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23andMe Receives FDA Approval for Inherited Colorectal Cancer Risk Report

23andMe Receives FDA Approval for Inherited Colorectal Cancer Risk Report

The MUTYH-Associated Polyposis Genetic Health Risk Report is the second of its kind to receive FDA approval. As more biotech companies release at-home genetic testing, customers should be wary of how reliable those results are. Image courtesy of 23andMe.

The second ever direct-to-consumer genetic health risk report for inherited cancers was just approved by the US Food and Drug Administration (FDA). Soon, consumers can see if they carry the genes responsible for hereditary colorectal cancer (syndrome), thanks to the personal genomics and biotechnology giant, 23andMe.

“We are committed to giving people affordable and direct access to important health information that can impact their lives,” said Anne Wojcicki, 23andMe CEO and co-founder. “We believe improved access to genetic testing and health information will help people engage in their own health.”

The report, entitled MUTYH-Associated Polyposis Genetic Health Risk Report, looks at two variants of the MUTYH gene codes for MYH glycosylase, an enzyme involved in DNA repair. The two variants account for 80-90 percent of MUTYH variants in people of Northern European descent. The genetic variants for Lynch syndrome, the most common form of inherited colorectal cancer, are not included in the report.

In March 2018, 23andMe received FDA approval for BRCA1/BRCA2 (Selected Variants) Genetic Health Risk Report, the first of its kind. The inherited colorectal cancer report was submitted using the 510(k) pathway, and was deemed substantially equivalent to the BRCA report.


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The breast cancer report was criticized for focusing only on three out of hundreds of known BRCA mutations. A negative test result for those two variants of MUTYH might not mean a negative test for all variants – of which there are over 100.

There aren’t many genetic health risk reports directly available to consumers. One major concern is that people might interpret a heightened risk for a diagnosis. Another is that some companies’ genetic tests haven’t been FDA approved.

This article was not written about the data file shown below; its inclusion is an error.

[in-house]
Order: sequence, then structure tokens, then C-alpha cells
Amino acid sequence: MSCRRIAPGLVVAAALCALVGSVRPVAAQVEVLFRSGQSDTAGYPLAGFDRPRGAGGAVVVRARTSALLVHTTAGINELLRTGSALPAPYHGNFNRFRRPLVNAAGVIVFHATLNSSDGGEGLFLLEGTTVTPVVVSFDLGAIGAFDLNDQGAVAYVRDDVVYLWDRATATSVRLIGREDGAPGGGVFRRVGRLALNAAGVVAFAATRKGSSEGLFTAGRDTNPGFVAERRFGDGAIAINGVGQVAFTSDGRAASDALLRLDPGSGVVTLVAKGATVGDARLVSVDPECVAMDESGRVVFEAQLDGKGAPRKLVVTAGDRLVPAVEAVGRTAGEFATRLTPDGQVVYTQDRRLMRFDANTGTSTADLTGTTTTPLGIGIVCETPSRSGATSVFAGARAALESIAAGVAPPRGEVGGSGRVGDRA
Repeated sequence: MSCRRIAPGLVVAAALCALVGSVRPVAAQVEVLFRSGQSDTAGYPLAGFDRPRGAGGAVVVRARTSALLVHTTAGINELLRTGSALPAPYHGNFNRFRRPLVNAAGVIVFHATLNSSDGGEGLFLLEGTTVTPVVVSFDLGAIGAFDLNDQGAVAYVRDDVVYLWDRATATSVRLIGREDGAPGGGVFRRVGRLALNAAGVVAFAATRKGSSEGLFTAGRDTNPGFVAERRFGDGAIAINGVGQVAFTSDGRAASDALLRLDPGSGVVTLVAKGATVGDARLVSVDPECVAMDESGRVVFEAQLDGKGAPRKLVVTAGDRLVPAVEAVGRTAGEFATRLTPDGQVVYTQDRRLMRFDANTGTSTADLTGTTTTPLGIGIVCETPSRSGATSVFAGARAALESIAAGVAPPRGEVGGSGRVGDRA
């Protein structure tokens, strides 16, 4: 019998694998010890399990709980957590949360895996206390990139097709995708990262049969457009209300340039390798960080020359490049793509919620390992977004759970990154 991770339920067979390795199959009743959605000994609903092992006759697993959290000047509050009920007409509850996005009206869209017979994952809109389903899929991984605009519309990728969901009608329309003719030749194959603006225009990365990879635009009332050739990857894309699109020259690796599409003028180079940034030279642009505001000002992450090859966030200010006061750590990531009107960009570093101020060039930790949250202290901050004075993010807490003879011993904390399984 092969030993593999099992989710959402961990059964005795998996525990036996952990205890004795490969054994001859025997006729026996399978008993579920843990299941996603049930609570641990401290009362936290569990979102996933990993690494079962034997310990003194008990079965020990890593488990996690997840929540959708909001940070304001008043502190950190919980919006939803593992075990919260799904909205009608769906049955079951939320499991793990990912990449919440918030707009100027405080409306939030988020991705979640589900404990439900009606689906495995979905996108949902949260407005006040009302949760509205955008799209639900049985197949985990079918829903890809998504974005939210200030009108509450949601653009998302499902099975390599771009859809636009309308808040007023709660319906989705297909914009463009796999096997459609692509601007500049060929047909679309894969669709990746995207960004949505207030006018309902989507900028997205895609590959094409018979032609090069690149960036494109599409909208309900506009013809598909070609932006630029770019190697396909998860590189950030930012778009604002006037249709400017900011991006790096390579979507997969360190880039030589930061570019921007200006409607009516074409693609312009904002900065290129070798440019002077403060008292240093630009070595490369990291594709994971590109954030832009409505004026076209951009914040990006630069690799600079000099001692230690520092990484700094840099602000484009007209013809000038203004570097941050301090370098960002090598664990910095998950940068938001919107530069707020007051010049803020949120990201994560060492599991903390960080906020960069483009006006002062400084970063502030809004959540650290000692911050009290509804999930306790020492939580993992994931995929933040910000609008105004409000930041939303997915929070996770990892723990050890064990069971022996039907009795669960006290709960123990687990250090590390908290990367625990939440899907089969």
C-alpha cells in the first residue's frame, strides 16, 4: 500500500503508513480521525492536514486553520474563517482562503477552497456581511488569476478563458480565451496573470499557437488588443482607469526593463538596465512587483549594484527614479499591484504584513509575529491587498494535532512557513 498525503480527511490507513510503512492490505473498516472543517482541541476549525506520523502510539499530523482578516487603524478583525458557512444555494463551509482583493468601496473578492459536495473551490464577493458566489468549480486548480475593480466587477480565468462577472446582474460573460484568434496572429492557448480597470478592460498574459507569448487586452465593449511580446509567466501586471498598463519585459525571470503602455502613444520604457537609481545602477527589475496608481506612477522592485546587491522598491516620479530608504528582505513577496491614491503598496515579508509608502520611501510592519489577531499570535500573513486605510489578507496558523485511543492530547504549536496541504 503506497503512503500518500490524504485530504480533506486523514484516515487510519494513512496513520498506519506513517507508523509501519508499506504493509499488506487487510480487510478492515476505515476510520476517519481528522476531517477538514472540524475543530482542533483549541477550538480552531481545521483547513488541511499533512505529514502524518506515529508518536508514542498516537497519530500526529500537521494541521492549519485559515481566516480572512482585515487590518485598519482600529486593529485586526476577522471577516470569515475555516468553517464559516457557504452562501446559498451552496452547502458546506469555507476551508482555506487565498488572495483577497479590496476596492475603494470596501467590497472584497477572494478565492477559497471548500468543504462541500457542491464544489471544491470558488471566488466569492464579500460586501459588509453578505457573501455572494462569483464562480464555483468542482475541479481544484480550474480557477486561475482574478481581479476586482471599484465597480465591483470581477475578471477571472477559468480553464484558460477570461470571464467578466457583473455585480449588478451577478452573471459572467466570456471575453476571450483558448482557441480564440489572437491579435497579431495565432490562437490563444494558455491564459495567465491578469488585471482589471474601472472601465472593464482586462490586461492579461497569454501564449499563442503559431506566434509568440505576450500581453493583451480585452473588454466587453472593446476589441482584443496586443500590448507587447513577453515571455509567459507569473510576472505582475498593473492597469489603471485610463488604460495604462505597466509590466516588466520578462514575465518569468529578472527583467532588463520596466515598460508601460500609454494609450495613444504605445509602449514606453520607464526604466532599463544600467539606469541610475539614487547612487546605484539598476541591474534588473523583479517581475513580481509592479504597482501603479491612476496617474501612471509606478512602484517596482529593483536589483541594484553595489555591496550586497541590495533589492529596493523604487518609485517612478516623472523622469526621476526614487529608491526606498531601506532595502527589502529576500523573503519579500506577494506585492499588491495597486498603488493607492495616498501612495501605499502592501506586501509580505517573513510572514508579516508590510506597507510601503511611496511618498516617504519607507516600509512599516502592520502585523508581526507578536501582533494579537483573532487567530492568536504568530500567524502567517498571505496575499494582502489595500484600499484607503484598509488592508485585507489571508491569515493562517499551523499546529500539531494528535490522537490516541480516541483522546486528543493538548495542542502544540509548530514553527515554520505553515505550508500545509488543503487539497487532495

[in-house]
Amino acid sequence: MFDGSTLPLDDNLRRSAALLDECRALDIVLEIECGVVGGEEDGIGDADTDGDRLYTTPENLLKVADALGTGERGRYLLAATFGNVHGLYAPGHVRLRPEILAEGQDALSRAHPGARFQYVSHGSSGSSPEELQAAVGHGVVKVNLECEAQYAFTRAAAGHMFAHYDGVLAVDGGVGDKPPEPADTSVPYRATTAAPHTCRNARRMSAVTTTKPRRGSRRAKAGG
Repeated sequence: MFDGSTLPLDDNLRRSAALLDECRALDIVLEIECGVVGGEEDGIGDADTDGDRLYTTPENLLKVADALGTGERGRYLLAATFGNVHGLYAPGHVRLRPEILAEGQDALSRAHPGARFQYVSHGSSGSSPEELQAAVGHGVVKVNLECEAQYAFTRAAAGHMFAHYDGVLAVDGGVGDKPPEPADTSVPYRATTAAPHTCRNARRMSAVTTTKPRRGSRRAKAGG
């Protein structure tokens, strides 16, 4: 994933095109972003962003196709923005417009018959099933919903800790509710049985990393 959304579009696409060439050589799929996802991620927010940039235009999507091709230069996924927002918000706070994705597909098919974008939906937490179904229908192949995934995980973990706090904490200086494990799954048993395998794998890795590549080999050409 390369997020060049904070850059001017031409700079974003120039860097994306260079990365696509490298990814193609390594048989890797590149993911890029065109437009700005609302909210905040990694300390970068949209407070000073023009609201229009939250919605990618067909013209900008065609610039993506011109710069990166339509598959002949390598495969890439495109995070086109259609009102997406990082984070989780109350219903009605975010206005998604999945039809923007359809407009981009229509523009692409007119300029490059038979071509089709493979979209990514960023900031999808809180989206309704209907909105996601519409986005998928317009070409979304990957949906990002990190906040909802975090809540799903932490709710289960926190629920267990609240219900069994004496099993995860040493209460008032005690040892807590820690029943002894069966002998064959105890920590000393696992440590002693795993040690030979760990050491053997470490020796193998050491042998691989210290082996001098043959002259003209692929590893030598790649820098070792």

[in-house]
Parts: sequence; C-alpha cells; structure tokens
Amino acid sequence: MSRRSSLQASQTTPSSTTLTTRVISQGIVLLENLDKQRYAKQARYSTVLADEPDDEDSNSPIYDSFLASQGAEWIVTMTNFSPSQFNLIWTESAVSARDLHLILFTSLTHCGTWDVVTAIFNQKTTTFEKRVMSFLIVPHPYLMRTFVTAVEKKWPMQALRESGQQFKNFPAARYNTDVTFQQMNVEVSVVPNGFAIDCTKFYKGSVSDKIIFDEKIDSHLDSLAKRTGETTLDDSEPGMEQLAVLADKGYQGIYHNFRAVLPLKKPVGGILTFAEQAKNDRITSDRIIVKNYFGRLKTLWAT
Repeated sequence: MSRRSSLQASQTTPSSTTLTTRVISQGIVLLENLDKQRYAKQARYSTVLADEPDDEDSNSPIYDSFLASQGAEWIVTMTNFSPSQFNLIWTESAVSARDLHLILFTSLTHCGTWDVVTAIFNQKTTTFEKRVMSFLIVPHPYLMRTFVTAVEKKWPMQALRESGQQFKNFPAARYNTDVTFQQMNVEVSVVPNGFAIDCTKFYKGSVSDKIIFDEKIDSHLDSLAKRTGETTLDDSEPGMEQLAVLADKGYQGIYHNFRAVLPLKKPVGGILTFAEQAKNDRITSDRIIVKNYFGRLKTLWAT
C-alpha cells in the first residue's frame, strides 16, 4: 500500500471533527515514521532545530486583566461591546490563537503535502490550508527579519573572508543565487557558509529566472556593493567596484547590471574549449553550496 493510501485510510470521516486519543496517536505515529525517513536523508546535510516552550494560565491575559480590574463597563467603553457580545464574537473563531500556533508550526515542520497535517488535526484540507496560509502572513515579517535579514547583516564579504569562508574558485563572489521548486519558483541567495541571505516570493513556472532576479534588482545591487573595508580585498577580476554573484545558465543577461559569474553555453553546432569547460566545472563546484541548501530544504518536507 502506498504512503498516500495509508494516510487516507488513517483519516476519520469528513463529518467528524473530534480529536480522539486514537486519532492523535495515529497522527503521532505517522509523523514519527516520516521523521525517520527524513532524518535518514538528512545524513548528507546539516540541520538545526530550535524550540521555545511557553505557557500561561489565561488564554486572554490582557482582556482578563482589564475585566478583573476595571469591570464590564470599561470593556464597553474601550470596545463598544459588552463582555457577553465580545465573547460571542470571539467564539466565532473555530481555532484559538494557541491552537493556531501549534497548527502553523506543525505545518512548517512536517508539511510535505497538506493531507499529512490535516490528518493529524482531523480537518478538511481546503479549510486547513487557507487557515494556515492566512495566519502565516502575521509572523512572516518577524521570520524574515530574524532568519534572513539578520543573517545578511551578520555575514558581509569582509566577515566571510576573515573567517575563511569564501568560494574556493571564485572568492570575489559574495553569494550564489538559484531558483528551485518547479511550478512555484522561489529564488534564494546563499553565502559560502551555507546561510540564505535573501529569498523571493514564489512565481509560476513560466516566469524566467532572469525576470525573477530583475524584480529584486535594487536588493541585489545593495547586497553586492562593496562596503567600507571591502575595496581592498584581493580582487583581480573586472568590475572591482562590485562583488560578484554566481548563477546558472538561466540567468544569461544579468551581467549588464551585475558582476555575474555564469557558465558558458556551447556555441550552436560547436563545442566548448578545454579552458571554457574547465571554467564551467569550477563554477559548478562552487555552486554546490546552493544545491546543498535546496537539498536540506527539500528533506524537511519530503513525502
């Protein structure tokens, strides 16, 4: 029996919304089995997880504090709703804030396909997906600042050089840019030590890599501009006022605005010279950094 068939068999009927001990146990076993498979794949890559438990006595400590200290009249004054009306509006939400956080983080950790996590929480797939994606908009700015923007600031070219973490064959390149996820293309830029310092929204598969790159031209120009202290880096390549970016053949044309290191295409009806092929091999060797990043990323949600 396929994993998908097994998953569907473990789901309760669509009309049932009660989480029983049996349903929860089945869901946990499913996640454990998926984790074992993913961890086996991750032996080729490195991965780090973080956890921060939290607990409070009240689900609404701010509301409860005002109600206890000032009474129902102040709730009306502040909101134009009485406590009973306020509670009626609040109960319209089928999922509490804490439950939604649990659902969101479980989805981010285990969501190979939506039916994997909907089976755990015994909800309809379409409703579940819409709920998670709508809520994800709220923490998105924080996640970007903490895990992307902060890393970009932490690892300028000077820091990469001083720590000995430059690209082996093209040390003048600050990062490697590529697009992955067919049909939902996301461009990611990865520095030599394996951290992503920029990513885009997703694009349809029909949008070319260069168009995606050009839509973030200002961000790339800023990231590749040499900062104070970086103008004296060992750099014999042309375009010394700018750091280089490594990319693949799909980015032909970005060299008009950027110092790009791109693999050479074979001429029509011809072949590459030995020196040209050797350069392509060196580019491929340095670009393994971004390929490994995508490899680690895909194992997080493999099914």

23andMe is not one of those companies.

“We believe it’s important that all consumer genetic health tests should be going through the FDA and subject to the same rigorous testing that 23andMe undergoes,” said Wojcicki when the company received approval for a DTC pharmacogenetics report. “It is concerning that the FDA is not requiring all direct-to-consumer genetic testing services to meet the high bar for analytical validity, accuracy or user comprehension, which 23andMe does. It’s confusing for consumers that this double standard exists.”

For the MUTYH report, 23andMe will provide information about the purpose, use and limitations of the test. According to a statement, the concepts could be grasped by 90 percent of a demographically diverse population.

While hereditary colorectal cancer accounts for only 5 percent of all colorectal cancers, a heightened risk might prompt a consumer to talk to their healthcare provider early. At-home test results from 23andMe should be corroborated by clinical testing and discussed with a medical professional.

In addition to the inherited cancer and pharamacogenetics reports, 23andMe also offers genetic tests for blood, metabolic and neurodegenerative disorders.

As personal genetics testing gains popularity, policymakers, product manufacturers and healthcare providers will have to stay vigilant to ensure patients receive high-quality, reliable health data.